Singing Her Alive begins when the death of the main character’s grandmother takes a modern city dwelling woman, named Sarah, back to her roots. When Sarah returns home to help her mother clear out her grandmother’s belongings, she finds herself feeling connected to the old homestead. Her interest is peaked when she discovers the diaries of both her grandmother Rebecca and her lifelong friend “Aunt” Doris.
Taking her back in time to the late 1800s, Sarah reads about how Doris and Rebecca met. Sharing a bed in a room in a boarding house while they both worked in a textile mill started their friendship. As their relationship blossomed, they encountered many complications and obstacles from others, who couldn’t accept that they were becoming more than just friends. When a crisis forces them to look elsewhere for a fresh start, Sarah’s future grandfather helps them with this goal.
As Sarah reads these journals, she finds herself feeling pulled further and further away from her life in Boston. Through her readings, Sarah is able to go back in time and see how life was for these two women. As she sees how they discover each other, she also begins learning more about herself. Her personal life becomes more involved in this little town. Family secrets that are revealed in the diaries also greatly complicate things. Sarah has to figure out how she is to handle what information has been revealed to her, because it will still have a tremendous impact on those she cares about. As she works through this dilemma, she also is growing closer to her mother and has made some special friendships with two local people.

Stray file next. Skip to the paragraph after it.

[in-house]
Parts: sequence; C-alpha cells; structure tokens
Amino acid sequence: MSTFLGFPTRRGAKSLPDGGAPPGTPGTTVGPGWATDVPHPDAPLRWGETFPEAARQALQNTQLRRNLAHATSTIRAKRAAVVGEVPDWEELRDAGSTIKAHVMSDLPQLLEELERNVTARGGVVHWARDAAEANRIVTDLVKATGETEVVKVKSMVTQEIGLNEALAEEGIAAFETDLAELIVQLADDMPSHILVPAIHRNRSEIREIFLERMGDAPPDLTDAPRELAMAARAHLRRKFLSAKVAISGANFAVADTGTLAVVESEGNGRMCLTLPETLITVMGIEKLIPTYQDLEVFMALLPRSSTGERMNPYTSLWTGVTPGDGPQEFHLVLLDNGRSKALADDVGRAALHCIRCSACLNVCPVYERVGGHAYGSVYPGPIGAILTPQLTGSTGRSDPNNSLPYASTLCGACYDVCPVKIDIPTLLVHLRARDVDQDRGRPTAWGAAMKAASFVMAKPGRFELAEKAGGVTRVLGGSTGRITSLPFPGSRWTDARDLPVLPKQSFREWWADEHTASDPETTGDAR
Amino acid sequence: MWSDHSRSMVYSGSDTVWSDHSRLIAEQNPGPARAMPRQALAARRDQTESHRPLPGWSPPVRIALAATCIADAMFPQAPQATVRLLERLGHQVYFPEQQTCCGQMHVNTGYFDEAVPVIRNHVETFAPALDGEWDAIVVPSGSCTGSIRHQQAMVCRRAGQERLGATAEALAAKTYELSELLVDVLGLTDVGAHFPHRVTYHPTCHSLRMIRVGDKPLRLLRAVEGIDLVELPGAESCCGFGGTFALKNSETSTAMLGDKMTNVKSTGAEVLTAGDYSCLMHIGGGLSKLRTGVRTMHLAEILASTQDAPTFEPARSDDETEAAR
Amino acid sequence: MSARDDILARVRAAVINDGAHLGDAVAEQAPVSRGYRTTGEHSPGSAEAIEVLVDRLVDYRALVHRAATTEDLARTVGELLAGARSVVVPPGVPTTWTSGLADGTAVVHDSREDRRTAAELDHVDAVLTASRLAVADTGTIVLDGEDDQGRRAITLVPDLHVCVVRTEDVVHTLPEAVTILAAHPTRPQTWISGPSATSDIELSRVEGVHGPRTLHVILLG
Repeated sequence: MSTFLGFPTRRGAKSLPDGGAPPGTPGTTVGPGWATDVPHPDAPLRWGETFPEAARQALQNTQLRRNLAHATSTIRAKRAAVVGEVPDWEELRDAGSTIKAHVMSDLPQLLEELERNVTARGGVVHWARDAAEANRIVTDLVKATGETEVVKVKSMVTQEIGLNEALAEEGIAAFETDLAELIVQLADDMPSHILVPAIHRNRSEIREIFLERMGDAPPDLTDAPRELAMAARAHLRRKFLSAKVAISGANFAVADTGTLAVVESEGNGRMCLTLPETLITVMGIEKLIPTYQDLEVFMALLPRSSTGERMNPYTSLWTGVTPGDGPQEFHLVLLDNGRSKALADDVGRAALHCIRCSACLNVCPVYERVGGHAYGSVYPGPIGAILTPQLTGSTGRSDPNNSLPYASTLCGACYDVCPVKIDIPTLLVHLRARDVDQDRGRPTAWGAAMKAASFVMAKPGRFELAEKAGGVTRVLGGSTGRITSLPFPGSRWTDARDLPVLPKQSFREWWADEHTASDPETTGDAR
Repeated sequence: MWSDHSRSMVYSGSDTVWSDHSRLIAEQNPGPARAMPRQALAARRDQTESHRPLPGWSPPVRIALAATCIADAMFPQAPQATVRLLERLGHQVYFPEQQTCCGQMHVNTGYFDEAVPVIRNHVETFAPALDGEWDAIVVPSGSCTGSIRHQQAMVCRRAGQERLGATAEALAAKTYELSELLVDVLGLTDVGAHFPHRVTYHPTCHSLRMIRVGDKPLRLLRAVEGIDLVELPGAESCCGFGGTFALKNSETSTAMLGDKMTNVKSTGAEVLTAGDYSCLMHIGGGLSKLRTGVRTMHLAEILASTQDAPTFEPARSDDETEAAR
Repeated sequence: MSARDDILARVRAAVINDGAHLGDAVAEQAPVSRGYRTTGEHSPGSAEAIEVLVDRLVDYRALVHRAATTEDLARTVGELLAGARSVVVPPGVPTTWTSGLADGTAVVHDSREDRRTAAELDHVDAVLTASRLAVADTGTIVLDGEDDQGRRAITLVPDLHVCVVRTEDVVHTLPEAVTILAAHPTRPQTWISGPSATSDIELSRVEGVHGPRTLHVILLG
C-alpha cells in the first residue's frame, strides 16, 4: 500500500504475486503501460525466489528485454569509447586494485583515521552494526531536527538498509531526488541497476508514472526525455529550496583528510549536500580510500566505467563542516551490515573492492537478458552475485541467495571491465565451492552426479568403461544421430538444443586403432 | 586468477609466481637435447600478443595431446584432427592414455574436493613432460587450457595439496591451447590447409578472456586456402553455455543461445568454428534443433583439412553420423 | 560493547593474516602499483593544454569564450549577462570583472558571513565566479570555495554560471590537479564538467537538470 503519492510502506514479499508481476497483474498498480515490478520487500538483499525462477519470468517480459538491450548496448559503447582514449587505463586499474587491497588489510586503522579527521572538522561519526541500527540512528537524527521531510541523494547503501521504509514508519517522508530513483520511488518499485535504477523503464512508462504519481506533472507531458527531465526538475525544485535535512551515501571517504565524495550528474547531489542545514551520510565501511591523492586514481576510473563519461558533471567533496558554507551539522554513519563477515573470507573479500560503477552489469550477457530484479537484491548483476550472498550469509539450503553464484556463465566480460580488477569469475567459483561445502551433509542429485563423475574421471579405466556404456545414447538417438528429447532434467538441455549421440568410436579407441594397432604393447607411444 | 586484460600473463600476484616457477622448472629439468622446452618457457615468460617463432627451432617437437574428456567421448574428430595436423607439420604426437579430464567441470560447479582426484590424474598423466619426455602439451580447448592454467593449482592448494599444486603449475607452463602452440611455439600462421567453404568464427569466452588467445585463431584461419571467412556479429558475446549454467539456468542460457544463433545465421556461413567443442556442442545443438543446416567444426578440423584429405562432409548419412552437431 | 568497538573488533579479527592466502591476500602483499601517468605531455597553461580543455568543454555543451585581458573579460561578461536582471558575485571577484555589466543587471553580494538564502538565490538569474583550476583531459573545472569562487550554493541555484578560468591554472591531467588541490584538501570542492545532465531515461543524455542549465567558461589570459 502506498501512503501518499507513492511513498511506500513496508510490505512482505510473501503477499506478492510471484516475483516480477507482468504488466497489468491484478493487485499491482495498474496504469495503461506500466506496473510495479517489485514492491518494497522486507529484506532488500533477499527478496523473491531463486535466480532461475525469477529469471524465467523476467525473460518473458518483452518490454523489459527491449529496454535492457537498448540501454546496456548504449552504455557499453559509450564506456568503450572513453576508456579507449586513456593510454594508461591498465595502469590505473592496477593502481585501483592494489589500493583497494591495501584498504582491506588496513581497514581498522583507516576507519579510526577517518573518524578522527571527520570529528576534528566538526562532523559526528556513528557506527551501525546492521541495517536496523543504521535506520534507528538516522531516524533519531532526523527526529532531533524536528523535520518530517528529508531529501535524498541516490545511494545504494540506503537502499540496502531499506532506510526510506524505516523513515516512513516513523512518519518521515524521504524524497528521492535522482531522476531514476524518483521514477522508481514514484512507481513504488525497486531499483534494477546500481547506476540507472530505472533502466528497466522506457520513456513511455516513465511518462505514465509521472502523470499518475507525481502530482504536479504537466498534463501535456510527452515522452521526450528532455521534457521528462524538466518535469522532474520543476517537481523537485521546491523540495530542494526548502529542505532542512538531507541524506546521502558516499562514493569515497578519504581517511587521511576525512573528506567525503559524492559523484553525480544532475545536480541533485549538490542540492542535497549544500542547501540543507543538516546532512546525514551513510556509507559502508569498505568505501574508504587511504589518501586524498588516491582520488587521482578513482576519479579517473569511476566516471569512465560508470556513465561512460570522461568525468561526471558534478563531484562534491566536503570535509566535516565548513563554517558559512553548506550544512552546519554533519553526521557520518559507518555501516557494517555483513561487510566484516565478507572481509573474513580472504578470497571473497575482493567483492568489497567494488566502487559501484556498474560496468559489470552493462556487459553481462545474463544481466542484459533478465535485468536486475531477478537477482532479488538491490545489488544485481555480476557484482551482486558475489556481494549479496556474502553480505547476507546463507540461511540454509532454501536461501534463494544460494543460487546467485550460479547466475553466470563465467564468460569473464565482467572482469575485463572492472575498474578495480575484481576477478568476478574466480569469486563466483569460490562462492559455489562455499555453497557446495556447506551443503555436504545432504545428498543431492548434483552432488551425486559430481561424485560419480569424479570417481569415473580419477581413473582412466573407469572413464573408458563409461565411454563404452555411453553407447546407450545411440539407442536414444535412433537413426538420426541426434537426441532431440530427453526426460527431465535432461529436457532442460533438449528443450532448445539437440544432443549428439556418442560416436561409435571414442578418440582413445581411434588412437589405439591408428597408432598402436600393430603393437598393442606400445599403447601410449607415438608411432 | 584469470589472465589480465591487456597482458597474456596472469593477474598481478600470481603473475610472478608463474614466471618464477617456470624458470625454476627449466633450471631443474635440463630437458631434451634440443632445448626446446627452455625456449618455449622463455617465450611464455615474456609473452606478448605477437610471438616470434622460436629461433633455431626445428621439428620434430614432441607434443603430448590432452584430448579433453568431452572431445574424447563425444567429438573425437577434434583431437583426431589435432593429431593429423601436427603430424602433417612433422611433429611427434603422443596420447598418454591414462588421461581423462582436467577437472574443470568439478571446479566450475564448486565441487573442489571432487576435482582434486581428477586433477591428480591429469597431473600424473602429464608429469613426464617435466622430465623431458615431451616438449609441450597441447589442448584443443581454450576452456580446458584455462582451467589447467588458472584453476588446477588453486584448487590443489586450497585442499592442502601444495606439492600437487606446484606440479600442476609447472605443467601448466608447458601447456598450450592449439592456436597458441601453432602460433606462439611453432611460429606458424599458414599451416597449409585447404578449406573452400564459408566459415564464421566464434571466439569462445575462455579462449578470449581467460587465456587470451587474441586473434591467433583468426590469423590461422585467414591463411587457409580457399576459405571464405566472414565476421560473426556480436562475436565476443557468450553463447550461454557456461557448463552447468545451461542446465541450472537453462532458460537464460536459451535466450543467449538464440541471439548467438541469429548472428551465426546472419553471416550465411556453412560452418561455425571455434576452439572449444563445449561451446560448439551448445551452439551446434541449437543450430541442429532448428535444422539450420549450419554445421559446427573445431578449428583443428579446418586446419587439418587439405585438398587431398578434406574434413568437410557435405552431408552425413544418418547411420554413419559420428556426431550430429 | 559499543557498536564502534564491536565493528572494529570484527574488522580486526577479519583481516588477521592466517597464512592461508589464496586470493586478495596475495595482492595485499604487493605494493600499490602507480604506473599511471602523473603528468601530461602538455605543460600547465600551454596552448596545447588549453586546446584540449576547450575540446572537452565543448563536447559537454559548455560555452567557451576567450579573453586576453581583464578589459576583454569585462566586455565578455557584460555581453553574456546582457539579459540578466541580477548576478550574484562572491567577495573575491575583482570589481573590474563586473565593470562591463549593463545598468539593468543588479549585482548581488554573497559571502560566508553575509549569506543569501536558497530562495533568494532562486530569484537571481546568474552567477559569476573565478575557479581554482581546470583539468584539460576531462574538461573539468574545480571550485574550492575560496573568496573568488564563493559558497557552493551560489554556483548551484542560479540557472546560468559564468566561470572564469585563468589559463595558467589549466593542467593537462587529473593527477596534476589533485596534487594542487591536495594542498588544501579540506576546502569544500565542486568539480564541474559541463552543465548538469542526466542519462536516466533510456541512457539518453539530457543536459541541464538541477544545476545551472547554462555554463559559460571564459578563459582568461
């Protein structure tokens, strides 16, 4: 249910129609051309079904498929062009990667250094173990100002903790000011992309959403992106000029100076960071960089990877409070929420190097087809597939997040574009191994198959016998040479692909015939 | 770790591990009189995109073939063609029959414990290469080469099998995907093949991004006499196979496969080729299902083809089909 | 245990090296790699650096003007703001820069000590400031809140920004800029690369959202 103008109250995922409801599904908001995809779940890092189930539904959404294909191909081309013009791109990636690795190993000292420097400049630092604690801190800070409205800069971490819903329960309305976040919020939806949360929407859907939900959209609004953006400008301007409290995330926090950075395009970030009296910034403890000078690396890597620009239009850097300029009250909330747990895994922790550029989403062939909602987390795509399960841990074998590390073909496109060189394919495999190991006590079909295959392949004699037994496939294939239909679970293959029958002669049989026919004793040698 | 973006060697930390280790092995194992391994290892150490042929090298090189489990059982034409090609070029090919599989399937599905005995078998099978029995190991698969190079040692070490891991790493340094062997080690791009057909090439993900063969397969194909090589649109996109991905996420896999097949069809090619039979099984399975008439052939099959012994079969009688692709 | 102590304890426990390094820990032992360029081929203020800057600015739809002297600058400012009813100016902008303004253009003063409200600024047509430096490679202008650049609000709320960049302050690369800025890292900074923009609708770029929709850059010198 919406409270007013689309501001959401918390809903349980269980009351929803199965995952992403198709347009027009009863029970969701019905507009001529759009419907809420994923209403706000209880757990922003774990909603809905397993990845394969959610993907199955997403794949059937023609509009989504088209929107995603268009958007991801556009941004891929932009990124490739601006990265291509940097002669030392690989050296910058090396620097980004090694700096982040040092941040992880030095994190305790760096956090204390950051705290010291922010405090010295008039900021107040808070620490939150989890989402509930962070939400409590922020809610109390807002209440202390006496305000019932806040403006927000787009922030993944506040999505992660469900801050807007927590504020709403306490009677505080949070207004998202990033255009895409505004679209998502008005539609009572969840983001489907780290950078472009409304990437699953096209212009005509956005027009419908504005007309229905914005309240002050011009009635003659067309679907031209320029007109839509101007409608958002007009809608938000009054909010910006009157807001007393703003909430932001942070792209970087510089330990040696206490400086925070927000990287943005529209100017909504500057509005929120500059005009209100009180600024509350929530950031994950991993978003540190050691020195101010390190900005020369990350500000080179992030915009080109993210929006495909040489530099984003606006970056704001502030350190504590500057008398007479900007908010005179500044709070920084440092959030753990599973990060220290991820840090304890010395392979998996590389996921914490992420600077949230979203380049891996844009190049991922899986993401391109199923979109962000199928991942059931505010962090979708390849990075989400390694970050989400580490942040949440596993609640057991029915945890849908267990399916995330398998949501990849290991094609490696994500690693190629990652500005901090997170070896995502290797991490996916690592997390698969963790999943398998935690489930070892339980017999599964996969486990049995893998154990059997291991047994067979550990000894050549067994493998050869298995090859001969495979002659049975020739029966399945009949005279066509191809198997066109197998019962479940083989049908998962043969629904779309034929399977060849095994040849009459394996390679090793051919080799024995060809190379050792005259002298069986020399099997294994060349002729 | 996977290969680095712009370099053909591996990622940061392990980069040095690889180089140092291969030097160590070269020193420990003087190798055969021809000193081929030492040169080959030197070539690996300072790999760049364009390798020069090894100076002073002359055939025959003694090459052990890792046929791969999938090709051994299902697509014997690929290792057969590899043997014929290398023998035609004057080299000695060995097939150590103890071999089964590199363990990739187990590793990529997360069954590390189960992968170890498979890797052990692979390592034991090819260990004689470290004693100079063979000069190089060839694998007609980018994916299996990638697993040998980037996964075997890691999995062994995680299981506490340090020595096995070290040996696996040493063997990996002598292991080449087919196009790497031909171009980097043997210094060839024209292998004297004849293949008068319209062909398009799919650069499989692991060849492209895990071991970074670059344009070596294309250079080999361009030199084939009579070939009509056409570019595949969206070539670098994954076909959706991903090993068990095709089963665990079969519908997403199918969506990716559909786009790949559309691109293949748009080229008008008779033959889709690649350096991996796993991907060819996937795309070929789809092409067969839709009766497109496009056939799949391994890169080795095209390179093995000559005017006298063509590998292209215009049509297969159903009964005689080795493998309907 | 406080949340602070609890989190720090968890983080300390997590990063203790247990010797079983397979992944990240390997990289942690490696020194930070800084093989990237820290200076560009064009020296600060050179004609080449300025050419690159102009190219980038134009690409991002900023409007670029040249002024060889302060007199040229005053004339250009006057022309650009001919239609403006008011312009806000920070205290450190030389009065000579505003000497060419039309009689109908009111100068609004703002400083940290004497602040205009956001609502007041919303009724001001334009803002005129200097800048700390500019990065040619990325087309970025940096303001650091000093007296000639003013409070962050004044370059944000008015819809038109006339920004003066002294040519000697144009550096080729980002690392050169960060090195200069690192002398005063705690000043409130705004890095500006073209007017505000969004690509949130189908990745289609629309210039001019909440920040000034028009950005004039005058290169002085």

Singing Her Alive has two love stories. One is from the past, and the other is developing in the present. Both involve difficulties, yet the people involved reveal themselves to be incredible characters who are worth fighting for. Written as a fictional memoir, the author made it hard for me to believe that it didn’t really happen. Including a great deal of true historical information really helped with this. She peaked my interest so much, I found myself looking through a website that is included as a reference. I highly recommend reading this novel.
Singing Her Alive: A Fictional Memoir
Diana K. Perkins